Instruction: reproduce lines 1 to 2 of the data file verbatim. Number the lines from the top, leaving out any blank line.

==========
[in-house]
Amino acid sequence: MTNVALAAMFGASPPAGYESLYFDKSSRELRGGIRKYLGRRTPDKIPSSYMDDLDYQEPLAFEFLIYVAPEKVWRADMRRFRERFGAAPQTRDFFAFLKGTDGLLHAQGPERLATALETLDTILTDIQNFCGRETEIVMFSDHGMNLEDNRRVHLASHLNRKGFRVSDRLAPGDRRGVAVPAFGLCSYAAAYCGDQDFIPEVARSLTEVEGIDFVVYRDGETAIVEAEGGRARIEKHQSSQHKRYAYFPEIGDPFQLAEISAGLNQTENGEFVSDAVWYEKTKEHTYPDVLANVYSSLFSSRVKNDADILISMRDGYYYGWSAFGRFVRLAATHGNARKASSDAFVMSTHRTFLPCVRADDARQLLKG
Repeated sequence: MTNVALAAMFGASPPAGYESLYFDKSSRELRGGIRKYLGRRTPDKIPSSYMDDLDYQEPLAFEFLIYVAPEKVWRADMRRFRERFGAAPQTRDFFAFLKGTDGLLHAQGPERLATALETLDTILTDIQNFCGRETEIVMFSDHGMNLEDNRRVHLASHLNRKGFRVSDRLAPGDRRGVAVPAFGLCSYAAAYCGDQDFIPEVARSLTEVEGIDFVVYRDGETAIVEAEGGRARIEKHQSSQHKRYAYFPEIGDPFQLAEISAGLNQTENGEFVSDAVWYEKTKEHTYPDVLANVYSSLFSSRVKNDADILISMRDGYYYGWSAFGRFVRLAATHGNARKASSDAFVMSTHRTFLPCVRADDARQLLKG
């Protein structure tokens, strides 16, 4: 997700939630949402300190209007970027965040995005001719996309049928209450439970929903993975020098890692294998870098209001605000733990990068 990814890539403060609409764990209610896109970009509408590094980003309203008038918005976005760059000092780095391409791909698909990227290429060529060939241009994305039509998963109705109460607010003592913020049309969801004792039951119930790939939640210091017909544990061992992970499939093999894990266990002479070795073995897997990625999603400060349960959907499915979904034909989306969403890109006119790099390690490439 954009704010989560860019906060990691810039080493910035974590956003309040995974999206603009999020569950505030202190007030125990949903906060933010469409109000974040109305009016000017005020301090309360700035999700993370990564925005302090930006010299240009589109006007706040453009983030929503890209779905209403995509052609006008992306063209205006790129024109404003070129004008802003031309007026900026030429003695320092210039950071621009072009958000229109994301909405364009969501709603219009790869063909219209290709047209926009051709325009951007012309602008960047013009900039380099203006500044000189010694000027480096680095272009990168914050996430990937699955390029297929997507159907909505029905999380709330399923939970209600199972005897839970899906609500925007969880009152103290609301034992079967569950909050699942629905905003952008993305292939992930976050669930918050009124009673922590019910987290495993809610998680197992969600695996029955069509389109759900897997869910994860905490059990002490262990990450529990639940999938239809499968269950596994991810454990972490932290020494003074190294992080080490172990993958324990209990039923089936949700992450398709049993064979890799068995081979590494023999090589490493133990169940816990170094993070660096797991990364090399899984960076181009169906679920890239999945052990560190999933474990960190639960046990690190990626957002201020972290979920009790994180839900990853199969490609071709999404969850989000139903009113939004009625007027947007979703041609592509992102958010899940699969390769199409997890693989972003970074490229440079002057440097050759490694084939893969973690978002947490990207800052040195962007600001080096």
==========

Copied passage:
[in-house]
Amino acid sequence: MTNVALAAMFGASPPAGYESLYFDKSSRELRGGIRKYLGRRTPDKIPSSYMDDLDYQEPLAFEFLIYVAPEKVWRADMRRFRERFGAAPQTRDFFAFLKGTDGLLHAQGPERLATALETLDTILTDIQNFCGRETEIVMFSDHGMNLEDNRRVHLASHLNRKGFRVSDRLAPGDRRGVAVPAFGLCSYAAAYCGDQDFIPEVARSLTEVEGIDFVVYRDGETAIVEAEGGRARIEKHQSSQHKRYAYFPEIGDPFQLAEISAGLNQTENGEFVSDAVWYEKTKEHTYPDVLANVYSSLFSSRVKNDADILISMRDGYYYGWSAFGRFVRLAATHGNARKASSDAFVMSTHRTFLPCVRADDARQLLKG